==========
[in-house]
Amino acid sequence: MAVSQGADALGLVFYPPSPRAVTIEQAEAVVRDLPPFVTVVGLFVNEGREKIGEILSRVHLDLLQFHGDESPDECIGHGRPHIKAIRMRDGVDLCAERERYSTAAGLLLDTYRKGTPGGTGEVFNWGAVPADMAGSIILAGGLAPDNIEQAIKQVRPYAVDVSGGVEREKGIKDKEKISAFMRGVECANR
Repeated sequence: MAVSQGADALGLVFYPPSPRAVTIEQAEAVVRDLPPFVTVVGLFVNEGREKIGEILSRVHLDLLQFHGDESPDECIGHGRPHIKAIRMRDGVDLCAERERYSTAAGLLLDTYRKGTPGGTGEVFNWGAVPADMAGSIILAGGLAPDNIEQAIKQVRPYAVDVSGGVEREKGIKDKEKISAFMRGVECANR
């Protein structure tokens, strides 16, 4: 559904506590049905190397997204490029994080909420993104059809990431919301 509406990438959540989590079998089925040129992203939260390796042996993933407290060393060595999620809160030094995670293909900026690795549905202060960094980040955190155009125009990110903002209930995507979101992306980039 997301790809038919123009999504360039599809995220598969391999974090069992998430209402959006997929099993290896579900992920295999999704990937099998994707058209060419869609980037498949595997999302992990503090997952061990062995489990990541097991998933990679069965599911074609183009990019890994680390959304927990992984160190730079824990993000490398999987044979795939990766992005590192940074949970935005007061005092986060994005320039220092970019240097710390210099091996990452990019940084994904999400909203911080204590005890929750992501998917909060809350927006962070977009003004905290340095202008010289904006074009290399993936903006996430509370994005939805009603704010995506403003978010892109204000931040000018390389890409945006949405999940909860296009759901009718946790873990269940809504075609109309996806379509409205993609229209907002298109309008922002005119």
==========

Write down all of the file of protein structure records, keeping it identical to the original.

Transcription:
[in-house]
Amino acid sequence: MAVSQGADALGLVFYPPSPRAVTIEQAEAVVRDLPPFVTVVGLFVNEGREKIGEILSRVHLDLLQFHGDESPDECIGHGRPHIKAIRMRDGVDLCAERERYSTAAGLLLDTYRKGTPGGTGEVFNWGAVPADMAGSIILAGGLAPDNIEQAIKQVRPYAVDVSGGVEREKGIKDKEKISAFMRGVECANR
Repeated sequence: MAVSQGADALGLVFYPPSPRAVTIEQAEAVVRDLPPFVTVVGLFVNEGREKIGEILSRVHLDLLQFHGDESPDECIGHGRPHIKAIRMRDGVDLCAERERYSTAAGLLLDTYRKGTPGGTGEVFNWGAVPADMAGSIILAGGLAPDNIEQAIKQVRPYAVDVSGGVEREKGIKDKEKISAFMRGVECANR
């Protein structure tokens, strides 16, 4: 559904506590049905190397997204490029994080909420993104059809990431919301 509406990438959540989590079998089925040129992203939260390796042996993933407290060393060595999620809160030094995670293909900026690795549905202060960094980040955190155009125009990110903002209930995507979101992306980039 997301790809038919123009999504360039599809995220598969391999974090069992998430209402959006997929099993290896579900992920295999999704990937099998994707058209060419869609980037498949595997999302992990503090997952061990062995489990990541097991998933990679069965599911074609183009990019890994680390959304927990992984160190730079824990993000490398999987044979795939990766992005590192940074949970935005007061005092986060994005320039220092970019240097710390210099091996990452990019940084994904999400909203911080204590005890929750992501998917909060809350927006962070977009003004905290340095202008010289904006074009290399993936903006996430509370994005939805009603704010995506403003978010892109204000931040000018390389890409945006949405999940909860296009759901009718946790873990269940809504075609109309996806379509409205993609229209907002298109309008922002005119």